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Is it possible to easily format seconds as a human-readable time in bash?

I don't want to format it as a date, but as the number of days/hours/minutes, etc...

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Could you provide an example/several examples please? –  gabe. Dec 16 '11 at 22:51
1  
Are you saying you have an interval, or a date since the epoch? –  Paul Tomblin Dec 16 '11 at 23:22

5 Answers 5

up vote 16 down vote accepted

You can use something like this:

function displaytime {
  local T=$1
  local D=$((T/60/60/24))
  local H=$((T/60/60%24))
  local M=$((T/60%60))
  local S=$((T%60))
  [[ $D > 0 ]] && printf '%d days ' $D
  [[ $H > 0 ]] && printf '%d hours ' $H
  [[ $M > 0 ]] && printf '%d minutes ' $M
  [[ $D > 0 || $H > 0 || $M > 0 ]] && printf 'and '
  printf '%d seconds\n' $S
}

Examples:

$ displaytime 11617
3 hours 13 minutes and 37 seconds
$ displaytime 42
42 seconds
$ displaytime 666
11 minutes and 6 seconds
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I'd do it like this:

$ seconds=123456789; echo $((seconds/86400))" days "$(date -d "1970-01-01 + $seconds seconds" "+%H hours %M minutes %S seconds")
1428 days 21 hours 33 minutes 09 seconds
$

Here's the one liner above, broken down so that it's easier to understand:

$ seconds=123456789
$ echo $((seconds/86400))" days"\
     $(date -d "1970-01-01 + $seconds seconds" "+%H hours %M minutes %S seconds")

In the above I'm echoing out the output of another command that's run inside the $( ... ) sub-command. That sub-command is doing this, calculating the number of days (seconds/86400), then using the date command in another sub-command $(date -d ... ), to generate the hours, minutes, and seconds for a given number of seconds.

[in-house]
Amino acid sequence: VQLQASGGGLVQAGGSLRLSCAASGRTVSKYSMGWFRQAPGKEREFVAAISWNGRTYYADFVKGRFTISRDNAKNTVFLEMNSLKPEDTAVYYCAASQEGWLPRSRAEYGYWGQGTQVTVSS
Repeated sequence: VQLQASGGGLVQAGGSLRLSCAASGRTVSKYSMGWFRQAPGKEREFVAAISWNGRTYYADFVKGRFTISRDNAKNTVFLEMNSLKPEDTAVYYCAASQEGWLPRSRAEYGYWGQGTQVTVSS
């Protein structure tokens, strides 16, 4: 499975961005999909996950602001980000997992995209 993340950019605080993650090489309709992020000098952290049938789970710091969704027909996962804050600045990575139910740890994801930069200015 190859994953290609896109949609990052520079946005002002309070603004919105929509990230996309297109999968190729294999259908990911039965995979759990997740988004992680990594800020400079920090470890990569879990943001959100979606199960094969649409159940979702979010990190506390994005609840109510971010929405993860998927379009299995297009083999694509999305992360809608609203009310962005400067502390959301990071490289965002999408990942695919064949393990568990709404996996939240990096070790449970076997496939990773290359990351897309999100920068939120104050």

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@slm: thank you for your edits –  atti Jul 24 at 15:06

I modified the displaytime function above... as follows:

seconds2time ()
{
   T=$1
   D=$((T/60/60/24))
   H=$((T/60/60%24))
   M=$((T/60%60))
   S=$((T%60))

   if [[ ${D} != 0 ]]
   then
      printf '%d days %02d:%02d:%02d' $D $H $M $S
   else
      printf '%02d:%02d:%02d' $H $M $S
   fi
}

because I always want to see HH:MM:SS, even if they are zeros.

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Credit goes to Stéphane Gimenez but if someone would like to display seconds only if a period is less than a minute here is my modified version that I use (also with fixed pluralization):

converts()
{
    local t=$1

    local d=$((t/60/60/24))
    local h=$((t/60/60%24))
    local m=$((t/60%60))
    local s=$((t%60))

    if [[ $d > 0 ]]; then
            [[ $d = 1 ]] && echo -n "$d day " || echo -n "$d days "
    fi
    if [[ $h > 0 ]]; then
            [[ $h = 1 ]] && echo -n "$h hour " || echo -n "$h hours "
    fi
    if [[ $m > 0 ]]; then
            [[ $m = 1 ]] && echo -n "$m minute " || echo -n "$m minutes "
    fi
    if [[ $d = 0 && $h = 0 && $m = 0 ]]; then
            [[ $s = 1 ]] && echo -n "$s second" || echo -n "$s seconds"
    fi  
    echo
}
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date --date '@1005454800' gives you Sun Nov 11 00:00:00 EST 2001, which is 1005454800 seconds after the Unix epoch. You can format that with the date +FORMAT option.

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3  
That's a date, not a duration, which the question was asking about. –  Gilles Dec 17 '11 at 23:02

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